Faith-based safe house on the West Plains helps DV victims break free
AIRWAY HEIGHTS, Wash. — Domestic Violence is being called an epidemic in Spokane County. It tears apart families and continues or perpetuates a dangerous cycle, affecting the next generation.
The reasons a victim would stay with their abuser are many, but one that people don’t seem to talk about, is religion.
“Statistics indicate that in Christian homes abuse is just as prevalent as in the secular world. Very few people are addressing it. Many churches and religions don’t want to admit that abuse is in their congregation or in their religion” says Mable Dunbar, PhD.
She has created a safe house for survivors and a faith-based program to help survivors heal.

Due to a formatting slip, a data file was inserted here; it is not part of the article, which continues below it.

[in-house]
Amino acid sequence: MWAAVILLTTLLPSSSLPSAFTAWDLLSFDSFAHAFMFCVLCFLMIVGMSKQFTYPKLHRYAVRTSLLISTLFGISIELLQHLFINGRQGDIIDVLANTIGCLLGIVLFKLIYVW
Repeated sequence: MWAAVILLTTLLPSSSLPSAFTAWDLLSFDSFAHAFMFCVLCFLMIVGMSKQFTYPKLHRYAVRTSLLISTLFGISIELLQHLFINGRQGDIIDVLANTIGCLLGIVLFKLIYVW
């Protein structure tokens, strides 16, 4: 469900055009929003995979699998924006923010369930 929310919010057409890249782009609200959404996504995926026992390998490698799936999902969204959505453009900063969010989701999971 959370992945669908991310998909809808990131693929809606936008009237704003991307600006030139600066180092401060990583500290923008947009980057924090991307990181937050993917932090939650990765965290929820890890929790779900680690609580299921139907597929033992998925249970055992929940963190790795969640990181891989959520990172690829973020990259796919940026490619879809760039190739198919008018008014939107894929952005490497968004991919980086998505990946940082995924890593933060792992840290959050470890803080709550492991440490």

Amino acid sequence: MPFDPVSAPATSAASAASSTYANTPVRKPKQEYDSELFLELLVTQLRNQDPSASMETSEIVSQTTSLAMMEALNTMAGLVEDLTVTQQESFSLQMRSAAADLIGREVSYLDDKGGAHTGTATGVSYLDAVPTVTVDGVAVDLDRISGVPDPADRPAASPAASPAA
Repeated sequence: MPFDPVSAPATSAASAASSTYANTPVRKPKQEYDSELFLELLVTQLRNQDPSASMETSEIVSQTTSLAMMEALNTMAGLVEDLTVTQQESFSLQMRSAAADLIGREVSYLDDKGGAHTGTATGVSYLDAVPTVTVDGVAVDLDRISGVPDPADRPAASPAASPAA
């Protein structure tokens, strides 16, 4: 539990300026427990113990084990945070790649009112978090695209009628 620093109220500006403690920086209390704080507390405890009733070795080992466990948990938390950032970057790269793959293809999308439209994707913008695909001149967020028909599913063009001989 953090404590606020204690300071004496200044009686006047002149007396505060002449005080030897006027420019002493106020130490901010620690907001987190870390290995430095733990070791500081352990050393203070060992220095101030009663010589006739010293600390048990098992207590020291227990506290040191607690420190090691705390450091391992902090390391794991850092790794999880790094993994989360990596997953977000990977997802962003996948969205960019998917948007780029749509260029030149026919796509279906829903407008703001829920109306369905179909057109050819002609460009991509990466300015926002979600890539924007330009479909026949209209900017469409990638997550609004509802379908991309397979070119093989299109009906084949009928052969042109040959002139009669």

She says “I wanted to create an environment where women can be a part of nature and feel safe and feel the healing atmosphere.”
The home is tucked away in the woods of the West Plains. It can house up to 5 women and their children as well as a house manager.
The grounds are calming with a garden, greenhouse and a quarter-mile walking path. The women are encouraged to get out in nature as much as possible and to exercise and eat right, daily.
“We’re not a shelter, we’re a healing center. We focus on individuals who want to be healed and not just to find a place to stay for a few weeks or just to get away from abuse” says Dr. Dunbar.
She created a curriculum that she calls psycho-education and faith-based.
“We’re not focused on pointing anybody to any religion or trying to get them to go to church or that they have to have bible studies. What we’re trying to do is help these individuals understand that God does not want you to stay in an abusive relationship.”
Women can take part in the 2-month-long program and can repeat the course as needed.
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